When ESSENCE.com caught up with Tyler Perry this week, he was in the middle of promoting his latest movie, Madea’s Witness Protection, wrapping up his next movie The Marriage Counselor (while fending off criticisms of his casting Kim Kardashian), and running his Tyler Perry Productions studio in Atlanta.
Perry admits he’s often exhausted and that his habit of spreading himself so thin nearly drove him to a nasty drinking habit (which he kicked). He spoke with ESSENCE.com about Madea, kicking his drinking habit, his thoughts on Atlanta-based reality shows and his friendship with Whitney Houston.
ESSENCE.com: I noticed a kinder, gentler Madea in Madea’s Witness Protection. TYLER PERRY: Really? [Laughs] I’m getting old. I look at some of the other stuff and the people on the road go, “Where is the gun? I say, “Hell, I’m tired.” I stopped using the gun a while back when I realized how many children were paying attention to it. But she’s getting older that’s all that is.
ESSENCE.com: You worked with Marla Gibbs, John Amos and Eugene Levy, comedy pros. What did you pick up from them? PERRY: Eugene is what I expected him to be. He’s beyond brilliant, fascinatingly funny. To be around Florence from The Jeffersons and James [Amos] from Good Times… to stand in the presence of people that I’ve admired is amazing. If I had met them when I was 10 years old watching those shows I would have been blow away. So to have them working with me is fascinating.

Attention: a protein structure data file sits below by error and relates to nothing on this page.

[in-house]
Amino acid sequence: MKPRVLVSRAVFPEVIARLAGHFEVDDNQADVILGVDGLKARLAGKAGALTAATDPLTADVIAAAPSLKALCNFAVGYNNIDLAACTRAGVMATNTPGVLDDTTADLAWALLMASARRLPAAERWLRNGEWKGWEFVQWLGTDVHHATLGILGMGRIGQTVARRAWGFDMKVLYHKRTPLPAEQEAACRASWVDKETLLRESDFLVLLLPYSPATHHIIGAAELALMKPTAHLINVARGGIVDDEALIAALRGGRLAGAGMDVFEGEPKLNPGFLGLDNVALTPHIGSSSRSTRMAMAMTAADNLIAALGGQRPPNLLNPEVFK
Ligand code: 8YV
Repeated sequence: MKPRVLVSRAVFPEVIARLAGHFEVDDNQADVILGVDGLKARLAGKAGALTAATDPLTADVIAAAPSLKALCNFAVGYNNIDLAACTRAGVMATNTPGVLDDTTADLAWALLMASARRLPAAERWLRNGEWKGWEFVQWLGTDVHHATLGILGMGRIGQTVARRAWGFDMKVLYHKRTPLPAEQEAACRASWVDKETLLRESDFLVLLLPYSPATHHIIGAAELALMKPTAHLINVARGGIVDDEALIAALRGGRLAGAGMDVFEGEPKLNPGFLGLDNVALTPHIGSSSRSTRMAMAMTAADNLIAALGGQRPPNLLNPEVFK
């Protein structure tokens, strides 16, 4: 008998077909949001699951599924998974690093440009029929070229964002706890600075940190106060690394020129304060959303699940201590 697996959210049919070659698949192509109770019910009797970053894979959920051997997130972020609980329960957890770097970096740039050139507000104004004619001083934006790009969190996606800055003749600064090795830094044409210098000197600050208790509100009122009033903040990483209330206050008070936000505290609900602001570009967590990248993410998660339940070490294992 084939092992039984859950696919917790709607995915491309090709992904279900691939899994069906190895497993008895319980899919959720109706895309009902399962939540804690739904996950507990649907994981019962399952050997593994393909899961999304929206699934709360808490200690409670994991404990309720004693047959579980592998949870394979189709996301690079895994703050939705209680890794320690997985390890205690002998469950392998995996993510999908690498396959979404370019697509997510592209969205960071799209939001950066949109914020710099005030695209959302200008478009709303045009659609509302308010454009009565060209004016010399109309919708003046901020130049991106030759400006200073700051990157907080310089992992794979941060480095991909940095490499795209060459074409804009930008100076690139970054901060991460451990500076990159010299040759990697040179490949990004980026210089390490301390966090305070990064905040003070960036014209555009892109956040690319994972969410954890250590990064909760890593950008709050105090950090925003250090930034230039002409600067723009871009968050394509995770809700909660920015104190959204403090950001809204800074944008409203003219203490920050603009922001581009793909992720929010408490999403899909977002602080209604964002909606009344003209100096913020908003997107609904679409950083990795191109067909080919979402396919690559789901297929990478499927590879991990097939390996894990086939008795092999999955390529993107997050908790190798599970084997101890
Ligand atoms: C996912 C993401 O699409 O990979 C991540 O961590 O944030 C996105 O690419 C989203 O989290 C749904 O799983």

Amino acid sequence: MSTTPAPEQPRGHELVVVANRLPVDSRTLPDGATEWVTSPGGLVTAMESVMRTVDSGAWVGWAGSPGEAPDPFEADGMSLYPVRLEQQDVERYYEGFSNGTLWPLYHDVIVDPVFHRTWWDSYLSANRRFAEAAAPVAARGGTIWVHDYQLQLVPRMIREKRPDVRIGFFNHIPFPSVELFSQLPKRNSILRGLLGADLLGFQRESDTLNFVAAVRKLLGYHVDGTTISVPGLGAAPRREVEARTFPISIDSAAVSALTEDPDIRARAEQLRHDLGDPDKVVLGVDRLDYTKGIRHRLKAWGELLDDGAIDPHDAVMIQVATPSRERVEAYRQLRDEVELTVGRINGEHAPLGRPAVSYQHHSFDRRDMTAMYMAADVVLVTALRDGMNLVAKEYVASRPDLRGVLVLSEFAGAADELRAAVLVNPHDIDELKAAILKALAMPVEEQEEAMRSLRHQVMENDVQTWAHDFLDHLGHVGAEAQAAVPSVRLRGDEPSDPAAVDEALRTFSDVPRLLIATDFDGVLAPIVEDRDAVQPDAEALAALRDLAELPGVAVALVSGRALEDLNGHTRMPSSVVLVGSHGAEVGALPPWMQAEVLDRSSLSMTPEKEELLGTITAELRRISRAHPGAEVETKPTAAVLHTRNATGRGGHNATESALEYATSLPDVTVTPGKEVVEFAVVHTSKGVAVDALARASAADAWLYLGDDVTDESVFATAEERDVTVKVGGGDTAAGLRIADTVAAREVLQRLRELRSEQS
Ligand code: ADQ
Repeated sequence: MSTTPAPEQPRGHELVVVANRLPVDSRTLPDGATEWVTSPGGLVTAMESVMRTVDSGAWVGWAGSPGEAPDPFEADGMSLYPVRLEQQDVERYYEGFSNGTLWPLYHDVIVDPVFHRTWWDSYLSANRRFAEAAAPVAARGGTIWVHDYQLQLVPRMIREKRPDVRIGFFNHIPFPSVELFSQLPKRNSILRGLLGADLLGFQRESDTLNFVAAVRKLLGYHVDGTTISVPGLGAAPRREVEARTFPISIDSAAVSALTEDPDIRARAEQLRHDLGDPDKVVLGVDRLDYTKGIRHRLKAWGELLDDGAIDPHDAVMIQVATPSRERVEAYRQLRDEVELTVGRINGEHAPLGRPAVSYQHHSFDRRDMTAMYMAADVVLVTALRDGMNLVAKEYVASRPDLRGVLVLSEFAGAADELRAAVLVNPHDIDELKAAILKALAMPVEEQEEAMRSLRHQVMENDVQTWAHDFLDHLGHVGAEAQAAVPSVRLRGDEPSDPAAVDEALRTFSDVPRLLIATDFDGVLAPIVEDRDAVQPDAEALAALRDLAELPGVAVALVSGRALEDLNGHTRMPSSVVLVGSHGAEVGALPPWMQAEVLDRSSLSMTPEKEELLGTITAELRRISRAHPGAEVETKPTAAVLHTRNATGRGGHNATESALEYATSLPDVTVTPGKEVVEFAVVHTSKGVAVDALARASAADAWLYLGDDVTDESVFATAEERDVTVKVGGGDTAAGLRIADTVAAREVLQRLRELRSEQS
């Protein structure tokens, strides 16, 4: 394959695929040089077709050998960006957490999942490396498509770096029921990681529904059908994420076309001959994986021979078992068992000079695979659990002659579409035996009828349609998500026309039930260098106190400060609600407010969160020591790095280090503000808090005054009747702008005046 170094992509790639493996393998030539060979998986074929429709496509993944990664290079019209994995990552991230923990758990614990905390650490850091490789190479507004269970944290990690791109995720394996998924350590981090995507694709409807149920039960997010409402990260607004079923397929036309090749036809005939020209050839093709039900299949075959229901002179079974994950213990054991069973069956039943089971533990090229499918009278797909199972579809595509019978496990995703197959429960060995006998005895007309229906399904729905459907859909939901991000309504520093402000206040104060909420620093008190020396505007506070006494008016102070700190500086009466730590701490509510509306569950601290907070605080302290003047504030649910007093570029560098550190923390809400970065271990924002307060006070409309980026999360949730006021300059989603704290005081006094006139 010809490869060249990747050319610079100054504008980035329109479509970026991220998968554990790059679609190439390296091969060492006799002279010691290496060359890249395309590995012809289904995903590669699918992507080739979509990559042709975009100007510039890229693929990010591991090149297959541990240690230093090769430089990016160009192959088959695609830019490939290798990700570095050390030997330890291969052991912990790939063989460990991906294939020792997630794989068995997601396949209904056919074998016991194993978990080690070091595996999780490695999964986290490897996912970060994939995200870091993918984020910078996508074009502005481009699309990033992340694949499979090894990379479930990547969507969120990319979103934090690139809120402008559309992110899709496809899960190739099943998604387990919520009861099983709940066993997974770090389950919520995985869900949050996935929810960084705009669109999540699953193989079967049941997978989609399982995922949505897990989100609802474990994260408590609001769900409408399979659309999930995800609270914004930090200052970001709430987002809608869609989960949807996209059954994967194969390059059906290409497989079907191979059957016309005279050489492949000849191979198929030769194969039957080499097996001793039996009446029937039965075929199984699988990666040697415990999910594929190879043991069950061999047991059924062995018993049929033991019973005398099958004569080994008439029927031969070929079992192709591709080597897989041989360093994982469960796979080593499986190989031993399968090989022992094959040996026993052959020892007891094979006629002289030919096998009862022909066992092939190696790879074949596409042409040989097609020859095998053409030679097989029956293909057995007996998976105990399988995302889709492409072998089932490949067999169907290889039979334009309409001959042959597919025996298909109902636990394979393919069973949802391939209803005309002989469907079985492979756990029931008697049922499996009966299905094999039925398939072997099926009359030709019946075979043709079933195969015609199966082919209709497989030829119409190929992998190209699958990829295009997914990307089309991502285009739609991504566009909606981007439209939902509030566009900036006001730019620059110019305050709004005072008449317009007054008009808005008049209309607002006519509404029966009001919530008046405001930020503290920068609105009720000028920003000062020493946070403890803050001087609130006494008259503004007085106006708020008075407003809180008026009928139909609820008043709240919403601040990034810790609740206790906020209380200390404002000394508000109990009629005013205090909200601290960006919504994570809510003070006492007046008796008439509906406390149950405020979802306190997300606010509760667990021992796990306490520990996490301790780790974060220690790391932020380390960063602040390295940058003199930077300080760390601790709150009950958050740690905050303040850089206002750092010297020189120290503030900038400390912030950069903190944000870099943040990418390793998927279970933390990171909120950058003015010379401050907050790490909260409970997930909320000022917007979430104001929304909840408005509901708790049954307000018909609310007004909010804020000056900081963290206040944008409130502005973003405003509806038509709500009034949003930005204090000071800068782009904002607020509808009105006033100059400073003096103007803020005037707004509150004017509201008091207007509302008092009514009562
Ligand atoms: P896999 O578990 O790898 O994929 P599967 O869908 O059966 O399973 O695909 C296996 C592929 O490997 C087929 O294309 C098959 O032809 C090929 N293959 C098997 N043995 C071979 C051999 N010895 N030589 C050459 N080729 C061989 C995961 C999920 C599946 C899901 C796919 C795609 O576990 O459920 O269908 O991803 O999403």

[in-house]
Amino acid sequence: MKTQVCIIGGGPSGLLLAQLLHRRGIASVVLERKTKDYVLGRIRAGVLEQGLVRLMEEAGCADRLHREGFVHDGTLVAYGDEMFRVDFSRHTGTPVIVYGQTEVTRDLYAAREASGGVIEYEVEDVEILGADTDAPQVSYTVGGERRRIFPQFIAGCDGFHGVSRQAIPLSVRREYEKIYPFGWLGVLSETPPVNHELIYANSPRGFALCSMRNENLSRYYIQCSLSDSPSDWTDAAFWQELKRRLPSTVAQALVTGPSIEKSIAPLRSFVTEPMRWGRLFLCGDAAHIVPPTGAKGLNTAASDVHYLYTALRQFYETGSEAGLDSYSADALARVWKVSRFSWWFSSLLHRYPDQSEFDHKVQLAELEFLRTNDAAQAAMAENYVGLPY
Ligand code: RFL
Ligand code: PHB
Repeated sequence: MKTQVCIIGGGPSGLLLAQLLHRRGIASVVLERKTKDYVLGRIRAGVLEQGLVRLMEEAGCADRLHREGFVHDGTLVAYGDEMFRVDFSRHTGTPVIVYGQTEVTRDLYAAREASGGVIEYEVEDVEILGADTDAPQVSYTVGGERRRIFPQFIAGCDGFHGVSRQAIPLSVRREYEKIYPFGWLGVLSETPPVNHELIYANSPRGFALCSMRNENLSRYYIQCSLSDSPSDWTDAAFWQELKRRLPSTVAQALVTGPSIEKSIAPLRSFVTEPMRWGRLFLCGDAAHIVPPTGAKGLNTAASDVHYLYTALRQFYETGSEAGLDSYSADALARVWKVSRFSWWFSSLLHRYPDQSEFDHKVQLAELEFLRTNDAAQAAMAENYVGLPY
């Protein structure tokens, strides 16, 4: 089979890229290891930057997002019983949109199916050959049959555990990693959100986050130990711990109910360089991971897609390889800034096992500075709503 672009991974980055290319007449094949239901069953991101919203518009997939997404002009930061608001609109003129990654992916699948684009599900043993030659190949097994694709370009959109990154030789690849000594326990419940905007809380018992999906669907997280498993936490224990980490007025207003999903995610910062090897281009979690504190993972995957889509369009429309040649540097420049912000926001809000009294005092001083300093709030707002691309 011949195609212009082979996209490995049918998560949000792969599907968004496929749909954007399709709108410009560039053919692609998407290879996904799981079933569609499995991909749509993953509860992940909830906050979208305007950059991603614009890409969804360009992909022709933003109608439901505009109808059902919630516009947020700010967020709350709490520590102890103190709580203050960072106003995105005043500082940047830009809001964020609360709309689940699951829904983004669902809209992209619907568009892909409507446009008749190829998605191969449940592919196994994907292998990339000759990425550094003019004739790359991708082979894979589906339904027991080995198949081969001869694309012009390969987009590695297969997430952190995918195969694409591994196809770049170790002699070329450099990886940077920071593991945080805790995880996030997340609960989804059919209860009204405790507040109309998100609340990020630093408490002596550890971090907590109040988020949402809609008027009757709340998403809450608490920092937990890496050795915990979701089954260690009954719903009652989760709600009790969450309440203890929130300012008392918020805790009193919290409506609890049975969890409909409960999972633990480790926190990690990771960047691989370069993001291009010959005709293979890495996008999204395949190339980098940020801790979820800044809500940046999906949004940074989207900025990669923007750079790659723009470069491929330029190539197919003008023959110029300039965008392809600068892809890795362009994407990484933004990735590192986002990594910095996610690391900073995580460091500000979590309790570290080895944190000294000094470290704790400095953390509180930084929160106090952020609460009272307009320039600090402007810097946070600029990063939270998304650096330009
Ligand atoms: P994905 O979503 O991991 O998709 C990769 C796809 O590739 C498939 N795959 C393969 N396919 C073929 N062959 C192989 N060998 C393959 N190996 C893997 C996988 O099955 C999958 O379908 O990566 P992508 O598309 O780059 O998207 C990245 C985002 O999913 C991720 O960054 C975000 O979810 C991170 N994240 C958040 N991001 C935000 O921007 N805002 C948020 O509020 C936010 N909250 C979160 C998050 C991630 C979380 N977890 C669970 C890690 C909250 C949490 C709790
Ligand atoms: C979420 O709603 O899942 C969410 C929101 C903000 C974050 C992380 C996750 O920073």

ESSENCE.com: You wrote, directed and produced Madea’s Witness Protection. Do you foresee a time when a young filmmaker can direct a Tyler Perry production? PERRY: I’d love that. I’m looking for them. I actually have a film coming out called We the Peoples that is written and directed by Tina Chisholm. It comes out sometime next year. She is one of the first directors that I am fostering. I’m looking for them but they’ve got to have the right spirit. I’m not looking for arrogance or ego and I’m not looking for people coming with their nose up in the air because they went to NYU film school and they’ve done this and that. They have to have respect for the guerilla, grassroots approach. I’m looking for people who are humble, hungry, and eager to learn and are also eager to teach. There are some young brilliant filmmakers out there. I would be excited to find them.
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article courtesy of Essence.com